I’d like to compare Thailand to the human body with many diseases such as hypertension, [with] blood, bones, [and] including the lungs, spleen, and heart. There is a doctor for each disease. But if each doctor treats this patient all on his or her own, it would affect the other diseases. Therefore, the situation [on May 22] was critical. It was already moving forward and could not be turned back. No one could handle it. Everyone speculated there would be violence. Therefore, no one knew which disease ought to be treated first, nor which doctor should be the first. In medicine, there is a leader of the doctors who decides what disease is critical and should be treated first. As can be seen, the situation had to be stopped and the administration had to take control. After everyone cooperated, we could take the opportunity [to analyze] what causes there were to all this conflict and then to manage the divisive ideas systematically. And then guidelines could be proposed to solve the problems which [in turn] lead to reform.

IR: What are the benefits of the Damrong Dhamma Center (centers established by the NCPO in every province to aid in public service) establishment for the people in Khon Kaen?

KT: The Damrong Dhamma Center was born from the NCPO Order 96. A NCPO order is on the same level as a decree and alters many laws. For example, a governor has the duty to control the operation of the bureaucracy [with authority] derived from the central government. These are the mechanisms of the justice process. Previously, governors had no authority in these areas but did have the power to call people in for questioning if necessary. But now, they have power to command [these areas]. The authority to command has now been unified in seven or eight areas, such as in forests, where the governor can take command for more efficient law enforcement.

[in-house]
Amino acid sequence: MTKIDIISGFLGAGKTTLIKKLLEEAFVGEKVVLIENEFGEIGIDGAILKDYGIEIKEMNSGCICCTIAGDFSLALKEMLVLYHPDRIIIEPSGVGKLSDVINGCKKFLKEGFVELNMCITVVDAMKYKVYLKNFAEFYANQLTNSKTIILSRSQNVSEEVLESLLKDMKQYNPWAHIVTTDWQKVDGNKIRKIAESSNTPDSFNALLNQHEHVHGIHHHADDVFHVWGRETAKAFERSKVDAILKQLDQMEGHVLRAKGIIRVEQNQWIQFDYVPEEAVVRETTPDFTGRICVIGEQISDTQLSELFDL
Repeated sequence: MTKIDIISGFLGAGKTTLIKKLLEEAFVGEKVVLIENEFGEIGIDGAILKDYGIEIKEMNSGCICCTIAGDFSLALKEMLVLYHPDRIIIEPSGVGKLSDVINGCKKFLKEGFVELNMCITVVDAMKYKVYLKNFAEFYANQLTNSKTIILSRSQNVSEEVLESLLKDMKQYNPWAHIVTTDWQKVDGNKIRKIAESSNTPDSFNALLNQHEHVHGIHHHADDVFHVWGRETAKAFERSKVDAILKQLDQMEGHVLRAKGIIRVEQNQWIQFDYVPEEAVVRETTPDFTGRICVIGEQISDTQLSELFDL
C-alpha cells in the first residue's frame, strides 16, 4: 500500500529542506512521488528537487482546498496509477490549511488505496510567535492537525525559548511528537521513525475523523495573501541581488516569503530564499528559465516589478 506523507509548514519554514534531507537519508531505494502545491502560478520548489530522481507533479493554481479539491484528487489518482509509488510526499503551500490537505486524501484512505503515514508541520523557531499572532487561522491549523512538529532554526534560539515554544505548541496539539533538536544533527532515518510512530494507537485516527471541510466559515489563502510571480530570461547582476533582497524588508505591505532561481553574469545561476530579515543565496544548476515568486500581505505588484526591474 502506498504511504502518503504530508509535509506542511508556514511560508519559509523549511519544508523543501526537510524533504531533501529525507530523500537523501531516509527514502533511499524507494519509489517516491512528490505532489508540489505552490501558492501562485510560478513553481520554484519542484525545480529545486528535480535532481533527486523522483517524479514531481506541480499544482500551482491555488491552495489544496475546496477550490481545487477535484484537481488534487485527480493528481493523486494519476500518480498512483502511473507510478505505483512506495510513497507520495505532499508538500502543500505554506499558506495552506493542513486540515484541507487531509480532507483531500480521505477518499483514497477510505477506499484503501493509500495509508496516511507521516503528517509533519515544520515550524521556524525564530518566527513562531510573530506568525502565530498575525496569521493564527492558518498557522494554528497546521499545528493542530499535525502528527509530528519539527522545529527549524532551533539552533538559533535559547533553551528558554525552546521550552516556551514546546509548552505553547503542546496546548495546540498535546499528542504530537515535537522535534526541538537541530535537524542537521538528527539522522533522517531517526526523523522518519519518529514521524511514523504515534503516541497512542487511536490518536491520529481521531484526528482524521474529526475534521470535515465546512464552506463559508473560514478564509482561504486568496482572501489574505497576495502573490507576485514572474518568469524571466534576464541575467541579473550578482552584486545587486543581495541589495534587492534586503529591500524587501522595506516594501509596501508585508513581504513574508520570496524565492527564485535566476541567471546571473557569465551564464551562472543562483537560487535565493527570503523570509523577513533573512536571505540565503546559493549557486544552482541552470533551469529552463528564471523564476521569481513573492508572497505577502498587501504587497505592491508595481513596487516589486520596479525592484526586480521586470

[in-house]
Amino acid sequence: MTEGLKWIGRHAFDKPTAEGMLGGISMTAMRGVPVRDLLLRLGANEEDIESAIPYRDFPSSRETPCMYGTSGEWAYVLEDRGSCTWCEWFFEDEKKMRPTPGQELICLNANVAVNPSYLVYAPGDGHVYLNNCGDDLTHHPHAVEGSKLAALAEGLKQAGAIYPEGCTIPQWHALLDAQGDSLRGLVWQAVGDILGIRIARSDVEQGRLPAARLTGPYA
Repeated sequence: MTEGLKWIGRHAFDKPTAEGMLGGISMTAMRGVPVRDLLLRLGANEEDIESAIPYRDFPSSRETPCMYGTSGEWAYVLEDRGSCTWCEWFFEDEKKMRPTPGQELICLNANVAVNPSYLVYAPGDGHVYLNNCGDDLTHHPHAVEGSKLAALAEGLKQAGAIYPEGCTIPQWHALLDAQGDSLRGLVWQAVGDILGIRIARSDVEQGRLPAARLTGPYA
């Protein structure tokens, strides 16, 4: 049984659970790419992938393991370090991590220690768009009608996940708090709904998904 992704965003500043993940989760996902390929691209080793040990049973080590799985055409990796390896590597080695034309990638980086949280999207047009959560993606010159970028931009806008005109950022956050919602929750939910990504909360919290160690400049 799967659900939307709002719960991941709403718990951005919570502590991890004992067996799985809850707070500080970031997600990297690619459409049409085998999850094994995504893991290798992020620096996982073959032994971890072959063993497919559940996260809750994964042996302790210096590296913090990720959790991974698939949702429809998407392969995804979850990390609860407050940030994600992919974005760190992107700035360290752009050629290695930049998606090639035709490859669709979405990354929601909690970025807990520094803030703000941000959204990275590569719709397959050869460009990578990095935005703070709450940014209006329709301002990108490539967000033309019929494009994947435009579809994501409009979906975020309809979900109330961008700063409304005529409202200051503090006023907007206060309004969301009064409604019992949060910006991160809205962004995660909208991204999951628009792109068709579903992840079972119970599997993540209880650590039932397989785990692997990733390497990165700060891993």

For the many complaints received from the people, the governor can announce guidelines on how to support the people. At the moment, command orders [go out] to all officials in the province, thus even local officials from the central government [have to obey] if the governor asks them for their cooperation to solve a problem. In the past, [in trying to find a] solution to a problem, the official were overwhelmed by the problem. Official could not solve all the problems in a timely fashion. But now, it is the problems that are overwhelmed by the officials. That is, working in an integrated way, the officials are able to solve problems. If even a single problem is taken care of, it might also solve other problems.

IR: What is the provincial government doing in terms of national security and maintaining peace and order in Khon Kaen (short and long term)?

KT: First, for the state’s administrative power to be used, people must trust in the state’s mechanisms. We want peace and happiness. What state officials can do is deliver on justice. Justice comes from good governance observed by state officials. After all officials observe good governance, work can be fast and accurate, [and with that] then comes fairness and justice. Justice is about how the legal process is enforced. The last part, fairness, is how well the political rights, the duties and power of the people, are taken care of. In the long term, it is about having a peoplecentric and problem-solving approach. To address problems of the people in this case, the government has announced the 12 Core Thai Values policy. This shows that people come before the structure and the system.